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Pot culture experiments were established to determine the effects of arbuscular mycorrhizal fungus (AMF) (Glomus fasciculatum) on tropical gum tree (Sterculia setigera Del.) grown in Copper contaminated soils. AMF and non-AMF inoculated plants were grown in sterilized substrates and subjected to different copper level (0, 200, 400,600, 800 mg kg-1) concentrations. Root and shoot biomasses of inoculated plants were significantly higher than those of non-inoculated. Copper concentrations in roots were significantly higher than those in shoots in both the inoculated and non-inoculated plants, indicating this heavy metal mostly accumulated in the roots of plants. Copper translocation efficiency from root to shoot was lower in mycorrhizal plants than in nonmycorrhizal ones at any Copper addition levels. However, at high soil Copper concentrations, shoot Copper concentration of inoculated plant were significantly reduced by about 50% compared to non-inoculated plants. These results indicated that AMF could promote tropical gum tree growth and decrease the uptake of Cu at higher soil concentrations, thus protecting their hosts from the toxicity of Copper contaminated soils.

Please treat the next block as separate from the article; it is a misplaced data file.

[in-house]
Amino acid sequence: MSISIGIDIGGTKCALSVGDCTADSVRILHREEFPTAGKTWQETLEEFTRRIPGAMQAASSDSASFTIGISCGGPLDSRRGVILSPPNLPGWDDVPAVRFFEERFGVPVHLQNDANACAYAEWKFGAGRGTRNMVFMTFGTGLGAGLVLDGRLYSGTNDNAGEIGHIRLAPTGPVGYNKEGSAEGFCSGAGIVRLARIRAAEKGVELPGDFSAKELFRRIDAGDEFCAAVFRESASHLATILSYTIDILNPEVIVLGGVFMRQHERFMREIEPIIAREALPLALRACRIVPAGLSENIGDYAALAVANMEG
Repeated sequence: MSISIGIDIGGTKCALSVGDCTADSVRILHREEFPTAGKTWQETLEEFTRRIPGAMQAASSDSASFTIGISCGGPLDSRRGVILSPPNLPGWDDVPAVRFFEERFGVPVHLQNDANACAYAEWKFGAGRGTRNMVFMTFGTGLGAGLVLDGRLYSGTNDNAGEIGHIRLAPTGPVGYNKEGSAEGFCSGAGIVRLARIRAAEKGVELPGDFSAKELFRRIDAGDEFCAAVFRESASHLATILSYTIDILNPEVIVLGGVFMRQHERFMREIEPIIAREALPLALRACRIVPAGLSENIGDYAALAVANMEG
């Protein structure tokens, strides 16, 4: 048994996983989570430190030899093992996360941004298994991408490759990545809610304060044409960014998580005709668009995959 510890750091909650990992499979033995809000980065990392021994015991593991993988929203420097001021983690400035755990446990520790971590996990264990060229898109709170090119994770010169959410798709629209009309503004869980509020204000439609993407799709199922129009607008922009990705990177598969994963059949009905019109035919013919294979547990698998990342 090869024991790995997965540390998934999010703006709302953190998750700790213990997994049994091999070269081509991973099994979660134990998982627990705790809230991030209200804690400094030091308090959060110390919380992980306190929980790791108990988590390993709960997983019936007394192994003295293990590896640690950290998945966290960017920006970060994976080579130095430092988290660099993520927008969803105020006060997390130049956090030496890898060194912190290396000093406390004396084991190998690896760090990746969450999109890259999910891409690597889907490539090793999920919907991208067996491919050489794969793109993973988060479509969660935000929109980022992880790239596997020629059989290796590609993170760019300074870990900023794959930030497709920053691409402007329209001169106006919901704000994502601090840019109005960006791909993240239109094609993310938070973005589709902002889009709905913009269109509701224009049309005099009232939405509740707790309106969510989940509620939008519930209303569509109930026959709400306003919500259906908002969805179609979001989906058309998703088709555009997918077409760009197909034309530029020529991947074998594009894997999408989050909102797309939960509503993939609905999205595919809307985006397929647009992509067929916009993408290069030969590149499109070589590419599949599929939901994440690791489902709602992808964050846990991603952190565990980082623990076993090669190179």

Malick Ndiaye, Cavalli Eric, Diouf Adama, Diop Tahir Abdoulaye.
Uptake and translocation of copper by mycorrhized seedlings Sterculia setigera (Del.) under Copper-contamined soil.
Journal of Research in Agriculture (2012) 1(1): 022-028.